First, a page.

Sometimes, the inspiration to create just isn’t there – no use in forcing the work to unfold – it does so in its own time. Under this spell, I decided to surrender and take a break. I knew my muse and I needed a rest, and so I gardened and read and cooked – creative but quiet activity. But lo! While on a walk yesterday, I felt an overwhelming tug, an urge to get back to the studio…. and so today, I resumed the work of studying process.
Recall that I began this project with a desire to comb my depths for some new information that might open a door to a more authentic expression. My general overlay has been the approach I routinely took when developing a landscape design; i.e., working with a program from concept to finished work. In the current context (with fiber), this process is my program. I am half-way down the path of addressing that to my satisfaction.
To recap: I began with my camera, gathering photographs, mostly in nature. I captured enough images in that phase to “feed” the work for many series to come. However, with the seasonal transition approaching, I will no doubt want to work with the camera again, starting the process anew. For the current project, I narrowed my studies to an enlarged view of a creek’s edge with rock, moss, sandy bank and a tiny bit of standing water. From this image grew renderings and diagrams, along with word play.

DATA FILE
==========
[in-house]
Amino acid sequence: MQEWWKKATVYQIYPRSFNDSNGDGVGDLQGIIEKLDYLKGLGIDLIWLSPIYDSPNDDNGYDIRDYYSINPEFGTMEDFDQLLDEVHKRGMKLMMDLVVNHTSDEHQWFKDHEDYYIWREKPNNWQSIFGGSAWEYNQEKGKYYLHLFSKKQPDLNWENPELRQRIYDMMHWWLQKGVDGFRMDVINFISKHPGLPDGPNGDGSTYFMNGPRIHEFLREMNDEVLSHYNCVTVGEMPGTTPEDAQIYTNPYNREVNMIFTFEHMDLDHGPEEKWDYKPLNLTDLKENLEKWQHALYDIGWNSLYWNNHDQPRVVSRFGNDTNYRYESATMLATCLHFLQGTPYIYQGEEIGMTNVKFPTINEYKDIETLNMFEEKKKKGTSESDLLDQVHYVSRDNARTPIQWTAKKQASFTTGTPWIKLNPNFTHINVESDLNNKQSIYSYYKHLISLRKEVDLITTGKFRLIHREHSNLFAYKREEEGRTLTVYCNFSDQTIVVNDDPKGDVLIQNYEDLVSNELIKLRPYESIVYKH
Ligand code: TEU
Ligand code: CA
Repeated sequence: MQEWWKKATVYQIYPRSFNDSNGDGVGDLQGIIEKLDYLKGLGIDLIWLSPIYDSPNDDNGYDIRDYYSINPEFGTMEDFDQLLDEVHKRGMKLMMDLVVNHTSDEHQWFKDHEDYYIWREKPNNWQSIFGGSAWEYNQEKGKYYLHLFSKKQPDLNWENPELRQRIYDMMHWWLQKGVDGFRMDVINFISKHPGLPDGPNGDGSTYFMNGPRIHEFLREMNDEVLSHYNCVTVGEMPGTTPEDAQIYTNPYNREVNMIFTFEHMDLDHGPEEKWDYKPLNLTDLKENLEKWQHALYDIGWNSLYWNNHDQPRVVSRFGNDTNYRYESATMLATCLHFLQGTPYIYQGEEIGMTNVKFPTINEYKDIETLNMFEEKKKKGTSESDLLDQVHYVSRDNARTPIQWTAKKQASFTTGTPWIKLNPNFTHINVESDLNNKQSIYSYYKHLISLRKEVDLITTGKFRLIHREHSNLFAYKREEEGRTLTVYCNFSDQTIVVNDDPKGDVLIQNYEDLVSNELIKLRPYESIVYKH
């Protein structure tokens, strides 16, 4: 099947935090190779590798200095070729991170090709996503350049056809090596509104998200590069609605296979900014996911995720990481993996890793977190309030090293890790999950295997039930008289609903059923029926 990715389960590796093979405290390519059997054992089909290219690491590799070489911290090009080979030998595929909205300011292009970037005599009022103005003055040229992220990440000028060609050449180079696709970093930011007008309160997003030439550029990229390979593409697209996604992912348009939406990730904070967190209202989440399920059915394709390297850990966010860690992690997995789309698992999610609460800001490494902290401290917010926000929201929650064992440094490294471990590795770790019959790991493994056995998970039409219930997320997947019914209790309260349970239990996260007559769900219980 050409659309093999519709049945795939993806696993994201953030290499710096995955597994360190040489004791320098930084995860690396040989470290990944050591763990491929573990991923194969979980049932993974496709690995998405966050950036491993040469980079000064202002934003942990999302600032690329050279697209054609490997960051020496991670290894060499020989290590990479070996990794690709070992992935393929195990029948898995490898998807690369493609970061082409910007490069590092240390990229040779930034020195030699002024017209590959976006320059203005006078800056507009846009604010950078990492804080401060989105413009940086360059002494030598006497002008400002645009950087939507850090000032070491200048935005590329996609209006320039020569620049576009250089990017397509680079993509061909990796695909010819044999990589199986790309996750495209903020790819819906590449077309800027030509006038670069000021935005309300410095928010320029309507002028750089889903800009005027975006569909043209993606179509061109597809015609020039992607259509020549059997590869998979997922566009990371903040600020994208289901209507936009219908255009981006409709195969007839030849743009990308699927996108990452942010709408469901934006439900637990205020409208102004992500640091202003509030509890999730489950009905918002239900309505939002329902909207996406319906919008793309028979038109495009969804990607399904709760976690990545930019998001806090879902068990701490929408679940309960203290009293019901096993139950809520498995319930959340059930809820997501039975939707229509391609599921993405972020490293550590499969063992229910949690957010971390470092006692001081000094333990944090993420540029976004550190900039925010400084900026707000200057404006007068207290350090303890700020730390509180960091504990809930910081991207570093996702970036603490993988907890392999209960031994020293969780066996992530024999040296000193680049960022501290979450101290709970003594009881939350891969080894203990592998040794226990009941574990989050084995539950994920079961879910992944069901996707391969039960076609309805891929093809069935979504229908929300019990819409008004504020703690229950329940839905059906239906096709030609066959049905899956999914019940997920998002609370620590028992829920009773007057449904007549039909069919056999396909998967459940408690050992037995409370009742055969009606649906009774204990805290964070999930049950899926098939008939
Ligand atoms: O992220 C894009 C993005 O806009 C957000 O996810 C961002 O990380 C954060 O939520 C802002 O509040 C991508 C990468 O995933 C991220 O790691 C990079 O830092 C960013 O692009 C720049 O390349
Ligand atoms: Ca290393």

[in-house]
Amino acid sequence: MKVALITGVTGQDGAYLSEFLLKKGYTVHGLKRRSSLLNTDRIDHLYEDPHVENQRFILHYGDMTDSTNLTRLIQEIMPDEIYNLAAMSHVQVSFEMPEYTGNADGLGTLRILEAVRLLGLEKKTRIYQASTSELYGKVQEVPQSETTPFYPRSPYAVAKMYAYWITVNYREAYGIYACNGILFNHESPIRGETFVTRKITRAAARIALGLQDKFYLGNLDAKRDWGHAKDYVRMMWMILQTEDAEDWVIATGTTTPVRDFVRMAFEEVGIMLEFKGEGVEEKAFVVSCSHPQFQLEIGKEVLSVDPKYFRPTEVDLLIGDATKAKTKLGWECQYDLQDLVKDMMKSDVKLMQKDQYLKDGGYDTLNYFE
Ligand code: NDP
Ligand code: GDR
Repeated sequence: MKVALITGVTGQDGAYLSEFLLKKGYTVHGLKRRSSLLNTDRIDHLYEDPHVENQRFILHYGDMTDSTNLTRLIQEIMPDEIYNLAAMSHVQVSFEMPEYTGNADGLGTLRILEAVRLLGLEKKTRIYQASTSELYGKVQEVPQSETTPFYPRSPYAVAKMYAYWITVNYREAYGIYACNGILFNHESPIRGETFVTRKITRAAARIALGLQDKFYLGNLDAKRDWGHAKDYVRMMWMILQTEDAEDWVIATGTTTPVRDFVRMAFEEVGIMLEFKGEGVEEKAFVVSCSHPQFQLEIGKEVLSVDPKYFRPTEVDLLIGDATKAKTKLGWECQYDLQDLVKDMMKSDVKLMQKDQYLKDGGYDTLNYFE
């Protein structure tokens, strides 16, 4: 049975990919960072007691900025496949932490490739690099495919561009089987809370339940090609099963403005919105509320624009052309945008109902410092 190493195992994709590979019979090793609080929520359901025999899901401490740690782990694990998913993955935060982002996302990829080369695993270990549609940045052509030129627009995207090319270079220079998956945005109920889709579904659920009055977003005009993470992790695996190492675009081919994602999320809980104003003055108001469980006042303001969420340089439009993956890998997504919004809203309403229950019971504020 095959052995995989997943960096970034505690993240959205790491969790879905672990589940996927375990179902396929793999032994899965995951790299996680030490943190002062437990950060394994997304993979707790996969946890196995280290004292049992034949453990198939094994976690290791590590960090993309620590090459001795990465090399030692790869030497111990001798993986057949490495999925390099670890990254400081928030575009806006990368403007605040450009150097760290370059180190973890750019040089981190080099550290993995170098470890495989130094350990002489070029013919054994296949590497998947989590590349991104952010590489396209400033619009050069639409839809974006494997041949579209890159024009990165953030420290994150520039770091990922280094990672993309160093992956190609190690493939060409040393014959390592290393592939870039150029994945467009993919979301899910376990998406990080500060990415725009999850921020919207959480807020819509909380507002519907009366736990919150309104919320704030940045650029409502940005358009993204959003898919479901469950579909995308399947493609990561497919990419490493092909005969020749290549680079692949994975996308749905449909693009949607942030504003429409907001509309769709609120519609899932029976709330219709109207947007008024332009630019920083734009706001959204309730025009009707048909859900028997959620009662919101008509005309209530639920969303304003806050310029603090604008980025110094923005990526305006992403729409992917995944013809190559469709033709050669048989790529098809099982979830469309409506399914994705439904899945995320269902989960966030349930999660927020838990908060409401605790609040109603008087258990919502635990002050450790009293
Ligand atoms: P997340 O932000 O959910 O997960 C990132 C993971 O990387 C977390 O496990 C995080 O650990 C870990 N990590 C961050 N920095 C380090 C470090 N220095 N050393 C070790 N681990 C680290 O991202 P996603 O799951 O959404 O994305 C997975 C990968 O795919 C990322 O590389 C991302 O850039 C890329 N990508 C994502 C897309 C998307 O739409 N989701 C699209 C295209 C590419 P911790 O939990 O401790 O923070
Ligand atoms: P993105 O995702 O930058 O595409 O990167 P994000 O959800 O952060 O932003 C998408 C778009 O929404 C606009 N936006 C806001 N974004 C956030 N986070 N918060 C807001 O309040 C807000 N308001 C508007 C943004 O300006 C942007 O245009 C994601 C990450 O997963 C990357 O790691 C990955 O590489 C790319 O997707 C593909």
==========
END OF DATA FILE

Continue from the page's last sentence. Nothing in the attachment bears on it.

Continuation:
Today, as thoughts moved to texture, I initiated my first studies in the actual materials and techniques I have chosen to explore. This will be the first of many studies – extensions of the sketch phase really – very raw, loose. They are opportunities to stretch and open, to dialogue with the surface and ultimately the form of the work. They are not meant to be made too concrete…yet. There are still further studies to be made at the third dimension (also happening to some extent concurrently with this surface study phase).
The question, still unanswered, is – what do I want to see in the finished piece? I trust that the answer to this question will emerge as the studies evolve. More to come…..
Categories: Studio Process